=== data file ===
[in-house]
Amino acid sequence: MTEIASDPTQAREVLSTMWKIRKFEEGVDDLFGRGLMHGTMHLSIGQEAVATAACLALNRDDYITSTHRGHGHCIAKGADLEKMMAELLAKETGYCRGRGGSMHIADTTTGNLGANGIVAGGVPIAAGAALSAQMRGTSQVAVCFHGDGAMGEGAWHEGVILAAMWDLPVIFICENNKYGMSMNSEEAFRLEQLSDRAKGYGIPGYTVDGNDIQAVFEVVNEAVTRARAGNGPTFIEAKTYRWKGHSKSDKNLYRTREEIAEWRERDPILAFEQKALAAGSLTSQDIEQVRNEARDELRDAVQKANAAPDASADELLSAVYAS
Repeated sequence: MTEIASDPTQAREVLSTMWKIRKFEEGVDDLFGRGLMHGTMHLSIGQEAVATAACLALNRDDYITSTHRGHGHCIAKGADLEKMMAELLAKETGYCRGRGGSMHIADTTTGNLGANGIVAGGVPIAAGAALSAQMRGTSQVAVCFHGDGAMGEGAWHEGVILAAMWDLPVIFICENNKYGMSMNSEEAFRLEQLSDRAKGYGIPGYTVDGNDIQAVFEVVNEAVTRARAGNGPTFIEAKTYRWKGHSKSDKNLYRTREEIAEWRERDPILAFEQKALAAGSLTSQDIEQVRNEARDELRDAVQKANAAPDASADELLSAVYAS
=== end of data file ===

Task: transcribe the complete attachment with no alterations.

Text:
[in-house]
Amino acid sequence: MTEIASDPTQAREVLSTMWKIRKFEEGVDDLFGRGLMHGTMHLSIGQEAVATAACLALNRDDYITSTHRGHGHCIAKGADLEKMMAELLAKETGYCRGRGGSMHIADTTTGNLGANGIVAGGVPIAAGAALSAQMRGTSQVAVCFHGDGAMGEGAWHEGVILAAMWDLPVIFICENNKYGMSMNSEEAFRLEQLSDRAKGYGIPGYTVDGNDIQAVFEVVNEAVTRARAGNGPTFIEAKTYRWKGHSKSDKNLYRTREEIAEWRERDPILAFEQKALAAGSLTSQDIEQVRNEARDELRDAVQKANAAPDASADELLSAVYAS
Repeated sequence: MTEIASDPTQAREVLSTMWKIRKFEEGVDDLFGRGLMHGTMHLSIGQEAVATAACLALNRDDYITSTHRGHGHCIAKGADLEKMMAELLAKETGYCRGRGGSMHIADTTTGNLGANGIVAGGVPIAAGAALSAQMRGTSQVAVCFHGDGAMGEGAWHEGVILAAMWDLPVIFICENNKYGMSMNSEEAFRLEQLSDRAKGYGIPGYTVDGNDIQAVFEVVNEAVTRARAGNGPTFIEAKTYRWKGHSKSDKNLYRTREEIAEWRERDPILAFEQKALAAGSLTSQDIEQVRNEARDELRDAVQKANAAPDASADELLSAVYAS